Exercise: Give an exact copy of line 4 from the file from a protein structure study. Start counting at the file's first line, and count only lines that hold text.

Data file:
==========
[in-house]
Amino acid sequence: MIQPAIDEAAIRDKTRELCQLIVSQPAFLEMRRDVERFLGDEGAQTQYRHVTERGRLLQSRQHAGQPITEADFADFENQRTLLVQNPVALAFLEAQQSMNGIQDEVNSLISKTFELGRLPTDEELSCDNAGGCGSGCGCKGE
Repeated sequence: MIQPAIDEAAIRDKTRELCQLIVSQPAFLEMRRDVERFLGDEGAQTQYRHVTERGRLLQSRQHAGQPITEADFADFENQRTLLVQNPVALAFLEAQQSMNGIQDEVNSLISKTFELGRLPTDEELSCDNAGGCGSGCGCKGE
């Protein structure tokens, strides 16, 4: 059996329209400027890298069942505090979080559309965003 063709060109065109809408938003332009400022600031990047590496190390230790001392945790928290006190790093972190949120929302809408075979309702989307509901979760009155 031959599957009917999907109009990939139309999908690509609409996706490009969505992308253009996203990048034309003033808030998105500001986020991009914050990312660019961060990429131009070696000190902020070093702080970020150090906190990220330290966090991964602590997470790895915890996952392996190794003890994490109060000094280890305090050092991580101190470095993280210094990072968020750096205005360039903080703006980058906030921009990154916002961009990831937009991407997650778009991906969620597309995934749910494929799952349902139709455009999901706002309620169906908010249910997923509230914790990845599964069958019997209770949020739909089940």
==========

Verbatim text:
């Protein structure tokens, strides 16, 4: 059996329209400027890298069942505090979080559309965003 063709060109065109809408938003332009400022600031990047590496190390230790001392945790928290006190790093972190949120929302809408075979309702989307509901979760009155 031959599957009917999907109009990939139309999908690509609409996706490009969505992308253009996203990048034309003033808030998105500001986020991009914050990312660019961060990429131009070696000190902020070093702080970020150090906190990220330290966090991964602590997470790895915890996952392996190794003890994490109060000094280890305090050092991580101190470095993280210094990072968020750096205005360039903080703006980058906030921009990154916002961009990831937009991407997650778009991906969620597309995934749910494929799952349902139709455009999901706002309620169906908010249910997923509230914790990845599964069958019997209770949020739909089940």